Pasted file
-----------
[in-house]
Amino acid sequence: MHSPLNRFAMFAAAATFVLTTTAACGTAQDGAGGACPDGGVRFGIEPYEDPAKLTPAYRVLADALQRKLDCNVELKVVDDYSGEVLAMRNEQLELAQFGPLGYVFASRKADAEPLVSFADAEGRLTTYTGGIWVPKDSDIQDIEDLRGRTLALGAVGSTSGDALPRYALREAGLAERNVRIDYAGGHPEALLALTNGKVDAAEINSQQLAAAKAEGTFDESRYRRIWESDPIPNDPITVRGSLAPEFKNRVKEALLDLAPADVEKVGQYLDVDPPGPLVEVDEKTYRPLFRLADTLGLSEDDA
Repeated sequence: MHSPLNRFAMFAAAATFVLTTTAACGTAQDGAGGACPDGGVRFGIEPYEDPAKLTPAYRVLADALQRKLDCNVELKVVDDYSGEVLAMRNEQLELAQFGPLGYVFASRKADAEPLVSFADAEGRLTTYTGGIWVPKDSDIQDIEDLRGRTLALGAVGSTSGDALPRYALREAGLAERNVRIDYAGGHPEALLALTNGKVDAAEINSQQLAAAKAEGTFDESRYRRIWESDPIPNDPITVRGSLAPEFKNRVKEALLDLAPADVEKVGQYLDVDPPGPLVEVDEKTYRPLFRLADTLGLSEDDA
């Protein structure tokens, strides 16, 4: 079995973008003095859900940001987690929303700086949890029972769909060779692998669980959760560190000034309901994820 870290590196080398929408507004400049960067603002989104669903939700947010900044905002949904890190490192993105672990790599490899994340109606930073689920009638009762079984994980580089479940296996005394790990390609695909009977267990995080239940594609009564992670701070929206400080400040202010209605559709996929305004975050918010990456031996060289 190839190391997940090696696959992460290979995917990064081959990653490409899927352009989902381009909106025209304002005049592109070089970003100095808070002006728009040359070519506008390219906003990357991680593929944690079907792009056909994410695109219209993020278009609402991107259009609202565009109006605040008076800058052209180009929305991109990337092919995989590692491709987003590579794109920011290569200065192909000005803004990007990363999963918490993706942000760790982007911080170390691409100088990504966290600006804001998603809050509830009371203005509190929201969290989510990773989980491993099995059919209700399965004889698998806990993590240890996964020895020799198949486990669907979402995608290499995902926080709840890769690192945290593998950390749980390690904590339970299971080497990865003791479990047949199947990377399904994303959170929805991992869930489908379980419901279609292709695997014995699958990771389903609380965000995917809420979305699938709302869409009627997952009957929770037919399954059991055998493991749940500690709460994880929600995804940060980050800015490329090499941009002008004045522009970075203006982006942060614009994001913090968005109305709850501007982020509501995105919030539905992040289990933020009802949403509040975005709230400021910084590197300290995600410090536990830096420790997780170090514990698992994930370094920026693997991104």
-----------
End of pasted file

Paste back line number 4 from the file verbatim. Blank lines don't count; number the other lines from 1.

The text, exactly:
């Protein structure tokens, strides 16, 4: 079995973008003095859900940001987690929303700086949890029972769909060779692998669980959760560190000034309901994820 870290590196080398929408507004400049960067603002989104669903939700947010900044905002949904890190490192993105672990790599490899994340109606930073689920009638009762079984994980580089479940296996005394790990390609695909009977267990995080239940594609009564992670701070929206400080400040202010209605559709996929305004975050918010990456031996060289 190839190391997940090696696959992460290979995917990064081959990653490409899927352009989902381009909106025209304002005049592109070089970003100095808070002006728009040359070519506008390219906003990357991680593929944690079907792009056909994410695109219209993020278009609402991107259009609202565009109006605040008076800058052209180009929305991109990337092919995989590692491709987003590579794109920011290569200065192909000005803004990007990363999963918490993706942000760790982007911080170390691409100088990504966290600006804001998603809050509830009371203005509190929201969290989510990773989980491993099995059919209700399965004889698998806990993590240890996964020895020799198949486990669907979402995608290499995902926080709840890769690192945290593998950390749980390690904590339970299971080497990865003791479990047949199947990377399904994303959170929805991992869930489908379980419901279609292709695997014995699958990771389903609380965000995917809420979305699938709302869409009627997952009957929770037919399954059991055998493991749940500690709460994880929600995804940060980050800015490329090499941009002008004045522009970075203006982006942060614009994001913090968005109305709850501007982020509501995105919030539905992040289990933020009802949403509040975005709230400021910084590197300290995600410090536990830096420790997780170090514990698992994930370094920026693997991104």